A Week In Berkeley, CA, On A $94,000 Salary

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Today: a Tech Consultant working who makes $94,000 per year and spends her week celebrating Ramadan with friends and family.
Occupation: Tech Consultant
Industry: Tech
Age: 25
Location: Berkeley, CA
Salary: $94,100
Paycheck Amount (2/month): $1,766 (after taxes, 401(k), stock, and health insurance deductions)
Monthly Expenses
Rent: $1,334
Loans: $0
Cell Phone: $0 (on my family's plan)
Internet: $42
Health Insurance: $110
401(k): $1,273 and my company matches 6%. (Big believer in making the most out of my retirement accounts)
Company Stock Purchasing Program: $200 (Company-offered program where employees can purchase company stock at a discount)
Savings: $500
Charitable Donations: $40 (I support the UN refugee agency, my local food bank, and an org called Developments in Literacy, which builds schools in Pakistan)
The New York Times: $7.50
The Washington Post: $3.99

Day One

4:15 a.m. — My alarm blares, and I bat blindly at my phone until some semblance of coherence returns. It's Ramadan, the Islamic month of fasting, and I need to get up and eat something before dawn. I summon my shreds of willpower and stumble to the kitchen. Thankfully, I have tons of leftovers in the fridge from over the weekend. After some half-asleep fumbling, I end up with a haphazard meal of oatmeal with chia seeds, Burmese lamb stir fry and rice, half a cup of black tea for the caffeine, and as much water as I can handle. The fast lasts from sunrise to sunset, and hydration is key. I inhale everything as quickly as I can at 4 a.m., and end up feeling like a walking water tub by the end of it. Comes with the territory.
5 a.m. — I quickly perform my morning prayers before going back to bed. It's still two hours before I actually need to get up, and though some of my more-together friends use this time to journal, do yoga, and whatever the hell else, I'm just out here trying to survive. During the summer, the days, and thus the fast, last more than 15 hours, so taking it easy when possible is important.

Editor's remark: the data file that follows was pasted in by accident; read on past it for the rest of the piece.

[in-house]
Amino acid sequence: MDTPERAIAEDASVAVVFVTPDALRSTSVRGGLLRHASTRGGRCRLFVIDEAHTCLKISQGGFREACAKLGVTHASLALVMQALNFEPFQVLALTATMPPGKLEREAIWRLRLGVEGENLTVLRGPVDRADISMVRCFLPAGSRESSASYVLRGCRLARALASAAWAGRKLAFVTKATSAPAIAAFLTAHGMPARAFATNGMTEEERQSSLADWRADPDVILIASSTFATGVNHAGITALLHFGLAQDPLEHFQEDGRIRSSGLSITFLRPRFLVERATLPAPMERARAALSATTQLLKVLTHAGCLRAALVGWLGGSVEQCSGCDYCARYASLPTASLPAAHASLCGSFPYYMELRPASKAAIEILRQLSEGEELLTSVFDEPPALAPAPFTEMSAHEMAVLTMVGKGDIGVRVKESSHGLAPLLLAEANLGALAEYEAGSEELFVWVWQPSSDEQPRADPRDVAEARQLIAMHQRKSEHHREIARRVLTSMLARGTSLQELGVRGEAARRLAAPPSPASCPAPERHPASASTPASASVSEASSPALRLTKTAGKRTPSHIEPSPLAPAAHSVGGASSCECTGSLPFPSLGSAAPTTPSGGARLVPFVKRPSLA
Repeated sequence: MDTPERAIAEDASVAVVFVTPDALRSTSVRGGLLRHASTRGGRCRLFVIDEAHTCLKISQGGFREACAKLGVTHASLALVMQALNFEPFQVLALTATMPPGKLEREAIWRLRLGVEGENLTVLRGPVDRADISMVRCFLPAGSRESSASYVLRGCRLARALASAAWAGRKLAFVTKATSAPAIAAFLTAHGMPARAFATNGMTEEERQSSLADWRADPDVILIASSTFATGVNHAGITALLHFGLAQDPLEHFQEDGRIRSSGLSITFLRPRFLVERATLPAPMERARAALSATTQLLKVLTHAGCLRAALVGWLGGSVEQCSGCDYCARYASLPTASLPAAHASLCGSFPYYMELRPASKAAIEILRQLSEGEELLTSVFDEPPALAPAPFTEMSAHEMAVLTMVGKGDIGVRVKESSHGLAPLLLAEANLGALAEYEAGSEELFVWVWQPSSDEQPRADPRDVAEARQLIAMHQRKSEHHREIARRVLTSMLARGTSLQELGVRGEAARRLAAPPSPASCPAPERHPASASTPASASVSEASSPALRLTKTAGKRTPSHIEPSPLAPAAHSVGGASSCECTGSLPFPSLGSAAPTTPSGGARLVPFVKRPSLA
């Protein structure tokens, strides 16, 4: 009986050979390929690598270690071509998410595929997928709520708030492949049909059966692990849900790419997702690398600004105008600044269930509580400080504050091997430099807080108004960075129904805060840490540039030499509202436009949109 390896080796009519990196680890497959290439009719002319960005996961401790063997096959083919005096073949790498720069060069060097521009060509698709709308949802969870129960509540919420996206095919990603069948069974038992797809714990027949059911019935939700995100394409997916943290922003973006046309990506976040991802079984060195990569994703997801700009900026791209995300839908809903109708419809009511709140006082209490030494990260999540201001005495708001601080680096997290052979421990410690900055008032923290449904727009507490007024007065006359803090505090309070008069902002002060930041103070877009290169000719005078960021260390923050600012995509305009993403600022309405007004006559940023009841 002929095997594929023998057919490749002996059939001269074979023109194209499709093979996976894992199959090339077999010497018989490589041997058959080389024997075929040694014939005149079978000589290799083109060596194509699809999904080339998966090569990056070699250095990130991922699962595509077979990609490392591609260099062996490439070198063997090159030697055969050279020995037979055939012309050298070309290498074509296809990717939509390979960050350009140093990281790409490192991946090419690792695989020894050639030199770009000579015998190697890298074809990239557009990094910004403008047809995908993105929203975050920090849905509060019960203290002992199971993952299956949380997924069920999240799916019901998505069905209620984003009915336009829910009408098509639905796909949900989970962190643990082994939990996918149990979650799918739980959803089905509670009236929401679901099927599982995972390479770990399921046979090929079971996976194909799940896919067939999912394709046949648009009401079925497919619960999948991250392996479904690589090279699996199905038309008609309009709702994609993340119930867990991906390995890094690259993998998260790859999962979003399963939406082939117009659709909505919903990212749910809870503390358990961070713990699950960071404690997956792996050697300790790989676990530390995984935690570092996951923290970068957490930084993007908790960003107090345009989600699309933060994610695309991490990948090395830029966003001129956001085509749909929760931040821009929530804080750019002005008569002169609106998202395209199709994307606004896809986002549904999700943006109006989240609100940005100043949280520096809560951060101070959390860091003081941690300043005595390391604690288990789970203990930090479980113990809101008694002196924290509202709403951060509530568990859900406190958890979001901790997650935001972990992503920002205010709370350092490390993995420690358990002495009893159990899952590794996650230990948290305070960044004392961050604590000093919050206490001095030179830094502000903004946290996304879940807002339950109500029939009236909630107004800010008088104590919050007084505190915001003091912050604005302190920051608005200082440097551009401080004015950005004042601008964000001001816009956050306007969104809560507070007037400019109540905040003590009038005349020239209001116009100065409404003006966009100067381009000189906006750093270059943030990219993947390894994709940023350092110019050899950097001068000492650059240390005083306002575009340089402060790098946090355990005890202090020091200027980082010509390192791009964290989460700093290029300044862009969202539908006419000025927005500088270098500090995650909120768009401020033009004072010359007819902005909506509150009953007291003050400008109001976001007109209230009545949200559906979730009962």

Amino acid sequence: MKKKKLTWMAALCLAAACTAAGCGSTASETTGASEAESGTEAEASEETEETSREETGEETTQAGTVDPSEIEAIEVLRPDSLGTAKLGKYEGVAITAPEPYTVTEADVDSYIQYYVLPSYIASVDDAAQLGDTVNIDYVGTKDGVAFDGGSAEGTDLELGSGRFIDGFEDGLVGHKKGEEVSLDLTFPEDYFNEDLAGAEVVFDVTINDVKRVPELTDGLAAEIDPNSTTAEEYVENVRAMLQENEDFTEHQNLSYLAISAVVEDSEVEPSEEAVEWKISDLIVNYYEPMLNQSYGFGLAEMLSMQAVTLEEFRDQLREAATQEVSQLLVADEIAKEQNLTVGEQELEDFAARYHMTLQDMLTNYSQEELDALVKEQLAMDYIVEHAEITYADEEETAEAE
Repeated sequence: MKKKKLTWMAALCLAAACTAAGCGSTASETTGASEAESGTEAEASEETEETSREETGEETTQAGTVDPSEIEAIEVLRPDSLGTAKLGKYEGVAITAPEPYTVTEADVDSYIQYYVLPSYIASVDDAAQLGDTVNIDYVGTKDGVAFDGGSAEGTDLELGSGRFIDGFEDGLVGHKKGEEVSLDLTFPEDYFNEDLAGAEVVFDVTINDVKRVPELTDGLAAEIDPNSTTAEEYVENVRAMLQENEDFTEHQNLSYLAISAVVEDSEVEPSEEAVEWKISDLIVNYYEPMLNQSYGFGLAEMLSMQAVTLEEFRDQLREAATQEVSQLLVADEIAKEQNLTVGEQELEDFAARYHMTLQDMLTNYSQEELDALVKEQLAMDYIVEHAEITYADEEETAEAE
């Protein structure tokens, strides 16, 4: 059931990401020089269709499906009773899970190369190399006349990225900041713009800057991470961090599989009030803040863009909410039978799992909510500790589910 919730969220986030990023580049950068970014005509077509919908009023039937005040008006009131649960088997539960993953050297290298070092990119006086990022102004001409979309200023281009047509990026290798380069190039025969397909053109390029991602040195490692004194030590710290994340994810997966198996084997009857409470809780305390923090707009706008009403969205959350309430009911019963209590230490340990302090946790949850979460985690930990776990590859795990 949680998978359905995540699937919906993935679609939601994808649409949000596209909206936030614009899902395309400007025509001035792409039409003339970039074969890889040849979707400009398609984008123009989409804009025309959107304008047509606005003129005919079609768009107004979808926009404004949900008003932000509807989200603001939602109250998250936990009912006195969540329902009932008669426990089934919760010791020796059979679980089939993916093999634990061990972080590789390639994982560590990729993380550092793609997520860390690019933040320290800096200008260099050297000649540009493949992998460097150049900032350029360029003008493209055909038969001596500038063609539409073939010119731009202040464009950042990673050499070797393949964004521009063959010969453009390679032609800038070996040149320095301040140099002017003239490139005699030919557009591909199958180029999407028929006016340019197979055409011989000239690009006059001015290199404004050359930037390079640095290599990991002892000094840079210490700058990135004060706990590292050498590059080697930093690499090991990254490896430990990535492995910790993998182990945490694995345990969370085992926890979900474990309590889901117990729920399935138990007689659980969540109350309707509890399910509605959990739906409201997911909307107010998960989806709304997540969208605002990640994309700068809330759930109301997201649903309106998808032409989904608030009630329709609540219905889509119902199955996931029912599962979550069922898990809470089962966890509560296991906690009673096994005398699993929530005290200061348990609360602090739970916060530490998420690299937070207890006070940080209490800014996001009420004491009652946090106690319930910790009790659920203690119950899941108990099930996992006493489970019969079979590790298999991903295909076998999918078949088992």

7:30 a.m. — My alarm goes off for real. I sigh and get up. Since I'm not eating breakfast, my morning routine is expedited, and I'm out the door in twenty minutes.
8 a.m. — I'm in consulting, and am currently on a project at a large tech company. This is great and all, but my commute most definitely is not. Getting from Berkeley to the South Bay at the peak of morning traffic is truly cruel and unusual punishment, and my round-trip commute takes up to four hours. The only saving grace is that I can take the company bus, which departs from a BART stop close to my apartment, so I can usually sleep or read or whatever else. I take an Uber to the stop, which I'll expense later. ($11.01 expensed)
9:45 a.m. — I finally arrive at the office and start going through my email, dealing with all that comes with a new week.
12 p.m. — I might not be eating lunch today, but I will definitely be taking my break. I abandon my desk for a couch in an undisturbed corner of the office, ready to listen to a podcast for the next 40 minutes or so.
12:15 p.m. — 15 minutes into my break, I get a very unwelcome phone call. It's the recruiter for a position at a different company I've been interviewing at for close to two months, with bad news. The call lasts less than five minutes, but it's ruined my whole day. I've been job hunting for a while now, and felt really good about this role; getting to the final round and then stumbling at the finish line is quite depressing. Dealing with rejection is a part of life, of course, and associating one's self-worth with one's career is always a bad idea, but knowing that doesn't make this incident any less painful. I spend the rest of my break slumped on the couch, feeling defeated.
1 p.m. — Defeated or not, I still have my current job to attend to, so I spend the rest of the day in spreadsheets and meetings.
6:30 p.m. — I finally Uber home after being dropped off by the bus, still bummed after today's disappointment. There's still an hour and a half until sunset and I'm definitely feeling the effects of the fast by this point — very sluggish, and my head is aching. I know people who use the last hour or so before sunset to work out; the rationale being that since your body is in ketosis at this point it's the most efficient time to do so. However, I value my happiness too much to attempt such a thing, and also want to remain conscious, so laying on the couch it is. ($8.04 expensed)